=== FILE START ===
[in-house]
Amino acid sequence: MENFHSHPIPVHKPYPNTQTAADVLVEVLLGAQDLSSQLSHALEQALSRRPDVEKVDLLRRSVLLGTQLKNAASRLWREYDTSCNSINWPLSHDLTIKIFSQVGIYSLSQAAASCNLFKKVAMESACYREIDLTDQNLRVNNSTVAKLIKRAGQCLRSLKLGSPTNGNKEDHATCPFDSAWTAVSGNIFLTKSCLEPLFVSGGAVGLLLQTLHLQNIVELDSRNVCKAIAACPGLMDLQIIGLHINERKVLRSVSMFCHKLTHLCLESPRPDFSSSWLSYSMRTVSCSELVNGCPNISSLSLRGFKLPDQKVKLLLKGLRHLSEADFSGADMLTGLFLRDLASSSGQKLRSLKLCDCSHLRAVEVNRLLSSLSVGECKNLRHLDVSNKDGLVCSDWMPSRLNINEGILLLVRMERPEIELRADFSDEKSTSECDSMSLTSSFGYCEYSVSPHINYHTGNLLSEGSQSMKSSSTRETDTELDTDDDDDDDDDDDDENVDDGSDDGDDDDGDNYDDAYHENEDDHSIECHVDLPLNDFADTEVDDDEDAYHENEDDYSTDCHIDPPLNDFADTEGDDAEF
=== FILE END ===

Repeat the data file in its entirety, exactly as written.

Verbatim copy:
[in-house]
Amino acid sequence: MENFHSHPIPVHKPYPNTQTAADVLVEVLLGAQDLSSQLSHALEQALSRRPDVEKVDLLRRSVLLGTQLKNAASRLWREYDTSCNSINWPLSHDLTIKIFSQVGIYSLSQAAASCNLFKKVAMESACYREIDLTDQNLRVNNSTVAKLIKRAGQCLRSLKLGSPTNGNKEDHATCPFDSAWTAVSGNIFLTKSCLEPLFVSGGAVGLLLQTLHLQNIVELDSRNVCKAIAACPGLMDLQIIGLHINERKVLRSVSMFCHKLTHLCLESPRPDFSSSWLSYSMRTVSCSELVNGCPNISSLSLRGFKLPDQKVKLLLKGLRHLSEADFSGADMLTGLFLRDLASSSGQKLRSLKLCDCSHLRAVEVNRLLSSLSVGECKNLRHLDVSNKDGLVCSDWMPSRLNINEGILLLVRMERPEIELRADFSDEKSTSECDSMSLTSSFGYCEYSVSPHINYHTGNLLSEGSQSMKSSSTRETDTELDTDDDDDDDDDDDDENVDDGSDDGDDDDGDNYDDAYHENEDDHSIECHVDLPLNDFADTEVDDDEDAYHENEDDYSTDCHIDPPLNDFADTEGDDAEF